Sunday, August 23, 2009

What is The Purpose of Art

This is NOT me on my bicycleDear artists of all stripes,

Recently, I commissioned a portfolio of photography. This was my first commissioning (and I'm so new to this that I don't even know if I'm using the terminology correctly), and I hoped to have my favorite photographer* collect some of the unique features of my neighborhood in Chicago. See, as I've been riding my bicycle around quite a bit this summer, I've noticed many objects that I consider art, though others might think of it as little more than a public nuisance.

Blago HeadBlago TorsoBlago FeetIn any case, I commissioned the portfolio of photography, and as I looked over the images, I began considering the reasons why people make art. What motivates the beginning of a creative work?

In the case of Ray Noland, I think the purpose is clear: to comment on the political. This, in my mind, goes along with the other commentaries (commentary on socio-cultural norms, art itself, materialism, etc). Blago Escape the CityBut here, through the spray-painted street art depicting the bad-guy-of-the-year, Rod Blagojevich, Ray has made commentary on all the corruption associated with a political figure. I can't say I disagree with his message.

Old Ukrainian GroceryOther times, I think that art is not the intention at all, even if it is the by-product. This is sometimes the case with advertising. In our neighborhood, even the lettering is often artistic to me, given that Cyrillic lettering is often used. I think of Andy Warhol's painting of the Campbell's Soup can, and how he turned an everyday brand into art. In the same way, I believe that everyday advertising is often art in its own right.

Door ArchSpiral StairsThis might go hand-in-hand with Craftsmanship-as-art, although I'd like to think that the art here is more intentional than that of advertisements. With craftsmanship, art is formed as part of the creative work of constructing something functional. Architecture largely falls into this category for me, and this is why I like the old buildings in my neighborhood much more than the concrete-brick, bland-facade that seems to be the norm in new condo construction these days. With craftsmanship, the maker creates something that is descriptive beyond the function of the piece, by adding something of himself to make the object unique.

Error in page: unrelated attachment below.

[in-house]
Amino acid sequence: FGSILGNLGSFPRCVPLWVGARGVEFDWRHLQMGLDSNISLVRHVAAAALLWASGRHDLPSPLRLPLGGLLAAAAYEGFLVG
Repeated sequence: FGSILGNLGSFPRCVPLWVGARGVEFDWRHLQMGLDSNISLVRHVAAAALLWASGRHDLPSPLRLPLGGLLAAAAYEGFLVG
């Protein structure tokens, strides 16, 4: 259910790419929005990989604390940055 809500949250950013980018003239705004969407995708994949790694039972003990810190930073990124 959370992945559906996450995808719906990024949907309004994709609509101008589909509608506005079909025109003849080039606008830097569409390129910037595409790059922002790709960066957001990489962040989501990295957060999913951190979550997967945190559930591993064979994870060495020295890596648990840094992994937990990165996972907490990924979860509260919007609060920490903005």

Oh Shit! HighwayI really mean it!In a way, it is the craftsman's self-expression that creates the art. But self-expression can be so much times. Consider the various scribblings of some graffiti artist in West Town, who has managed to get his/her scrawl on many prominent locations (thankfully, without apparent gang affiliation). Why the comment, "Oh Shit!"? Is there a purpose beyond self-expression? Does there need to be a purpose beyond that?

Dripping to a watery reflectionAs I pondered the various rationales for art, it dawned on me that ultimately, art is self-expression. I cannot imagine an art form that does not in some way derive from the mind of the creator--even Jackson Pollock's random-seeming paintings are based on his choices of paint color and exist only because he chose to create them.

I think it is this self-expression that makes me enjoy art. Because, after all, how many other times do you have the chance to see someone publicly express themselves for all to see?



*My favorite photographer happens to be my wife, E. Stock. All of the photography in this post is hers, and she retains all copyrights. Please feel free to click through (ad-free Picasa photo album) and see the rest of the portfolio.

1 comment:

brd said...

Of course I love these works! The photographer gets better and better. In spite of my love of street art, I have to admit that my favorite capture is the spiral staircase, which in it's small screen form had me believing for a moment that it was street art. However, it is both a beautiful work of architecture and of photographic art.

I agree that art is self expression, but I think that these show, too, the importance of the community in relation to art. For instance, the Blagojevich works become important not just because of the expression of the artist but because of the group response. Even the repetition of the 'Oh, shit' phrase becomes more than scrawlings because it exists in a society where stress and angst in the chests of the community members seems to call for a public expression.

Thanks for the neighborhood art commission!